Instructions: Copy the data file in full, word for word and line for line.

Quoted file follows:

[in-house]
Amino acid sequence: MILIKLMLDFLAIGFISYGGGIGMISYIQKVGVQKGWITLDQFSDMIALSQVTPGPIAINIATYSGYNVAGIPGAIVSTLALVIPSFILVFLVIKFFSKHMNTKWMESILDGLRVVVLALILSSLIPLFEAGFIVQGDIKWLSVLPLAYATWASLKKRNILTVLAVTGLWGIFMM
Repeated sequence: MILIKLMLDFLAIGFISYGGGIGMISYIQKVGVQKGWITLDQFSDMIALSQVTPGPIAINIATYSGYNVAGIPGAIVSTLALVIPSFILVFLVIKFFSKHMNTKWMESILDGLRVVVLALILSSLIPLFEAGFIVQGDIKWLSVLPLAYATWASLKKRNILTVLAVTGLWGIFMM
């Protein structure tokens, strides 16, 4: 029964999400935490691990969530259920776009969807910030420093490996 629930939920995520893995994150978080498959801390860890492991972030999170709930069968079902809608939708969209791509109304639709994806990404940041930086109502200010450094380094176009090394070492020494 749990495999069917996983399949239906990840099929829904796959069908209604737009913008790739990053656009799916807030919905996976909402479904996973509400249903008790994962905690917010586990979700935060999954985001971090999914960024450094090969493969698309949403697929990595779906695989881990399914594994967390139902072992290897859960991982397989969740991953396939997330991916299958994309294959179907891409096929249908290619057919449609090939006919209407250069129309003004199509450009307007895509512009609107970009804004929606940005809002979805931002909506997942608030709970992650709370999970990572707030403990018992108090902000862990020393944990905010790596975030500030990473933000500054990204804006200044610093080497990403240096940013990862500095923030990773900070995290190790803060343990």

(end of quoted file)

[in-house]
Amino acid sequence: MILIKLMLDFLAIGFISYGGGIGMISYIQKVGVQKGWITLDQFSDMIALSQVTPGPIAINIATYSGYNVAGIPGAIVSTLALVIPSFILVFLVIKFFSKHMNTKWMESILDGLRVVVLALILSSLIPLFEAGFIVQGDIKWLSVLPLAYATWASLKKRNILTVLAVTGLWGIFMM
Repeated sequence: MILIKLMLDFLAIGFISYGGGIGMISYIQKVGVQKGWITLDQFSDMIALSQVTPGPIAINIATYSGYNVAGIPGAIVSTLALVIPSFILVFLVIKFFSKHMNTKWMESILDGLRVVVLALILSSLIPLFEAGFIVQGDIKWLSVLPLAYATWASLKKRNILTVLAVTGLWGIFMM
């Protein structure tokens, strides 16, 4: 029964999400935490691990969530259920776009969807910030420093490996 629930939920995520893995994150978080498959801390860890492991972030999170709930069968079902809608939708969209791509109304639709994806990404940041930086109502200010450094380094176009090394070492020494 749990495999069917996983399949239906990840099929829904796959069908209604737009913008790739990053656009799916807030919905996976909402479904996973509400249903008790994962905690917010586990979700935060999954985001971090999914960024450094090969493969698309949403697929990595779906695989881990399914594994967390139902072992290897859960991982397989969740991953396939997330991916299958994309294959179907891409096929249908290619057919449609090939006919209407250069129309003004199509450009307007895509512009609107970009804004929606940005809002979805931002909506997942608030709970992650709370999970990572707030403990018992108090902000862990020393944990905010790596975030500030990473933000500054990204804006200044610093080497990403240096940013990862500095923030990773900070995290190790803060343990």